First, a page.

Most listed firms at present are overvalued according to some analysts and the growth these companies have seen in the current year cannot be sustained in the next two years which is why they recommend a gradual decrease in investor portfolios.
“The calendar year 2009 was a tough year for the economy and many listed firms. For corporates with their years ending December 2009 or March 2010, the first half of these financial years showed extremely poor results which saw the year end results in most companies decline,” Dimantha Mathew, Analyst Capital Alliance said, explaining that the end of the war witnessed sharp growth in results in almost all the listed companies from the start of this year.
He added that the reasons for the sharp growth seen in the said year are low interest rates, significant improvement in macro economic conditions causing higher demand and finally because the last year was a very bad year.
He also noted that with this top line growth most companies saw their finance costs halve as a result of the low interest rates. "Therefore strong growth figures in the present financial year could be seen in most companies," he said, adding that this saw the stock market sky rocket and most company share prices have over shot their fair values.
“Therefore it is difficult to repeat the same growth rates in the next year as well. With the overshooting of the fair value targets we have currently placed a downward index target for the next one to 1 ½ years, which means that we expect the market to come down because it’s overvalued.” He added that this may not happen immediately and therefore investors need to slowly sell out of their portfolios.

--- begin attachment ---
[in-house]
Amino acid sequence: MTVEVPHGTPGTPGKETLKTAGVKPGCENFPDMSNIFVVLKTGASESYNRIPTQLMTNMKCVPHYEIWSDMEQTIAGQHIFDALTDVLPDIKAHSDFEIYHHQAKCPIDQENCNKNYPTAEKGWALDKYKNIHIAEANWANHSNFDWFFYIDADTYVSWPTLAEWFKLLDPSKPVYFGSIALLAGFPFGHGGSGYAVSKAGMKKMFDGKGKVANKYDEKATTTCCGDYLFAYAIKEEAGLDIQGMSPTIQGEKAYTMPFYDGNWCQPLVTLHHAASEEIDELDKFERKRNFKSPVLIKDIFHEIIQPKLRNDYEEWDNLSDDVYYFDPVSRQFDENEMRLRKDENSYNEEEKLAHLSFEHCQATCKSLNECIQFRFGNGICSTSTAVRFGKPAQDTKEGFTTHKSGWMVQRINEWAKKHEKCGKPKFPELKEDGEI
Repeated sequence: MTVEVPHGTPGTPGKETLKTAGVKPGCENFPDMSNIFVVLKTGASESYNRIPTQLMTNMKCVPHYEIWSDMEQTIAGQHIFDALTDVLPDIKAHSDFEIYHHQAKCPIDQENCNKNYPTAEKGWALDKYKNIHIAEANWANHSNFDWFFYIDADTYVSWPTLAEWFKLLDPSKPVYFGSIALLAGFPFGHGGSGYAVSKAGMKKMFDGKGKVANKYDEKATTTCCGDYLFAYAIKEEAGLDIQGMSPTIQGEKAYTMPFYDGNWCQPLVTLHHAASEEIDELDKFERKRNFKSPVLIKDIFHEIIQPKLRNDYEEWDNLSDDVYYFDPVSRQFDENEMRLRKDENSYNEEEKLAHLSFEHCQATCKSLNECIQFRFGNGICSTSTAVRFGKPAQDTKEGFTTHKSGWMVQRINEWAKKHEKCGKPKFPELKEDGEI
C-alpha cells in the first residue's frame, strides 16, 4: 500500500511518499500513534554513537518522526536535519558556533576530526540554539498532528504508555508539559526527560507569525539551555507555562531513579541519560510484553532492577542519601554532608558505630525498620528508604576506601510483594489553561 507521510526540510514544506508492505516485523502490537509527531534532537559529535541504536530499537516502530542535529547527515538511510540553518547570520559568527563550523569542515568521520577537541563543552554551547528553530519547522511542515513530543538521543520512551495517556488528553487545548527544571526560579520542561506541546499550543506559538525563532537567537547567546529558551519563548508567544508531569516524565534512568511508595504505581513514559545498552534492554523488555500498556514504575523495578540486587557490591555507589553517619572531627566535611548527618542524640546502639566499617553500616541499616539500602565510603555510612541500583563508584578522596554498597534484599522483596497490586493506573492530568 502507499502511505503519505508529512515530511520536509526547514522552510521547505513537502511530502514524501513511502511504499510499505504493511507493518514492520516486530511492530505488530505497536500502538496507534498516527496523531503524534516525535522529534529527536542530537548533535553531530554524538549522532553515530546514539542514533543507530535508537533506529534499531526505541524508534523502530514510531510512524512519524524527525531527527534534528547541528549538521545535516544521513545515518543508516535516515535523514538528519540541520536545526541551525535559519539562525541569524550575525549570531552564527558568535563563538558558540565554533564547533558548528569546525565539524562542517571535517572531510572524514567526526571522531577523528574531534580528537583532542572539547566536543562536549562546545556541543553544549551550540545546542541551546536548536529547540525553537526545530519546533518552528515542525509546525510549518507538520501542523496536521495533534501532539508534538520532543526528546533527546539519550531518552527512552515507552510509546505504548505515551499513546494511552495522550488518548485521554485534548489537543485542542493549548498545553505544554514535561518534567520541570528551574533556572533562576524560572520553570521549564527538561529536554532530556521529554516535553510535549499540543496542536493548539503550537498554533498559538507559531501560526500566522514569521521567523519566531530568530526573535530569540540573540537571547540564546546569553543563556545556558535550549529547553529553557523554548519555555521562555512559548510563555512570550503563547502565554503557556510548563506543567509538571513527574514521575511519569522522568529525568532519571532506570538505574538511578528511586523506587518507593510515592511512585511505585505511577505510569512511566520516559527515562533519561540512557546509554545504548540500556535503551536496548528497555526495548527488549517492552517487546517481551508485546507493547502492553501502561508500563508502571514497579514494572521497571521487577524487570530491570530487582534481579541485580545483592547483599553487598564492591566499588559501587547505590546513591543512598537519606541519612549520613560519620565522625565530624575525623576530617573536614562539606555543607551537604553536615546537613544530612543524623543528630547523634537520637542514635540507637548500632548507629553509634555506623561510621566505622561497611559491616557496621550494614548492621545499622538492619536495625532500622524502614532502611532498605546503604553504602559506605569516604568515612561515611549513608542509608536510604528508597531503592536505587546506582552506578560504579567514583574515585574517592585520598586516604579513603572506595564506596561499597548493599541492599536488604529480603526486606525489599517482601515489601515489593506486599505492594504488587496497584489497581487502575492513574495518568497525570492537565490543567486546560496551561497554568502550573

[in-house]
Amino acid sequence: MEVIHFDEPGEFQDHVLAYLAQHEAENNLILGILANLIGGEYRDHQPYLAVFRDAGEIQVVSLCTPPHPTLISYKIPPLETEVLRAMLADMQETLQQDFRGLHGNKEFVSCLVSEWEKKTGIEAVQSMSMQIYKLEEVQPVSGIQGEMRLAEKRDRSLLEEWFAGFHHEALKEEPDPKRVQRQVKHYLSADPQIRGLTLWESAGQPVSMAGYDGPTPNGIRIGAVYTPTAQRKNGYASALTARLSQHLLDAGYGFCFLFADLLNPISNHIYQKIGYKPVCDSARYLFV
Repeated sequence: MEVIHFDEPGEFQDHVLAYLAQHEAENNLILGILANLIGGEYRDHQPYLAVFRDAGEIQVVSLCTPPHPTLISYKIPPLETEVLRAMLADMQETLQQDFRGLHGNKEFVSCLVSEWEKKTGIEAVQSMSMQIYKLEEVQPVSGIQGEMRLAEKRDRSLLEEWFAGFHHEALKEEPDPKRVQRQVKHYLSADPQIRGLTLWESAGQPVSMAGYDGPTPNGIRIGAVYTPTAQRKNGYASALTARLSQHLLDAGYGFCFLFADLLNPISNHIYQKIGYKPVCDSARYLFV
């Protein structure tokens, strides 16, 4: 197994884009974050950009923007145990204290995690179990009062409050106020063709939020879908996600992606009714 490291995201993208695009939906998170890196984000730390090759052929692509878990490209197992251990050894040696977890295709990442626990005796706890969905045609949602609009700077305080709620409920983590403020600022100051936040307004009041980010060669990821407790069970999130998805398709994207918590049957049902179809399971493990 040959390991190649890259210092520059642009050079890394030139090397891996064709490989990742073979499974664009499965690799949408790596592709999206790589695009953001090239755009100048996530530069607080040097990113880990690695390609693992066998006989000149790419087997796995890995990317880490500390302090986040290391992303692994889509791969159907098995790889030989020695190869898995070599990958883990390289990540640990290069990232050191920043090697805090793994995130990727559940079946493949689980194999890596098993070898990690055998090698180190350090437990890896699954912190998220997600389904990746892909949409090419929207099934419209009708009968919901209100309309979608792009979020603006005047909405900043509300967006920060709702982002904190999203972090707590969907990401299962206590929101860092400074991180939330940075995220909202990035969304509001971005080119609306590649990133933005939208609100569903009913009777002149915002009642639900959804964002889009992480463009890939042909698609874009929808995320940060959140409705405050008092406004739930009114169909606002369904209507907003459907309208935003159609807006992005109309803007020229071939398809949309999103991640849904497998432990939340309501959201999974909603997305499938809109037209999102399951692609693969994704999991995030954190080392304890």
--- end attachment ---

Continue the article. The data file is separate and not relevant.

Some other analysts rubbished this reasoning. Sarath Rajapakse, Director Capital Trust noted that state policies to boost development and growth are likely to bear fruit and Sri Lanka is likely to be a regional economic super power in the coming years. He also said that the IMF too is confident and optimistic about this. "Aggressive interest rate cuts will help this cause. Low debt servicing costs will have a tremendous impact on company bottom lines. With one of the strongest and most stable governments in Asia this country is likely to be the most favoured destination for international investment funds,” he added.
Others too agree with the majority saying that the share market in its present phase is a bubble, egged on by price manipulation by malicious individuals. “My recommendation is to take 50% of ones chips off the table,” said Murtaza Jafferjee, CEO J B Stockbrokers.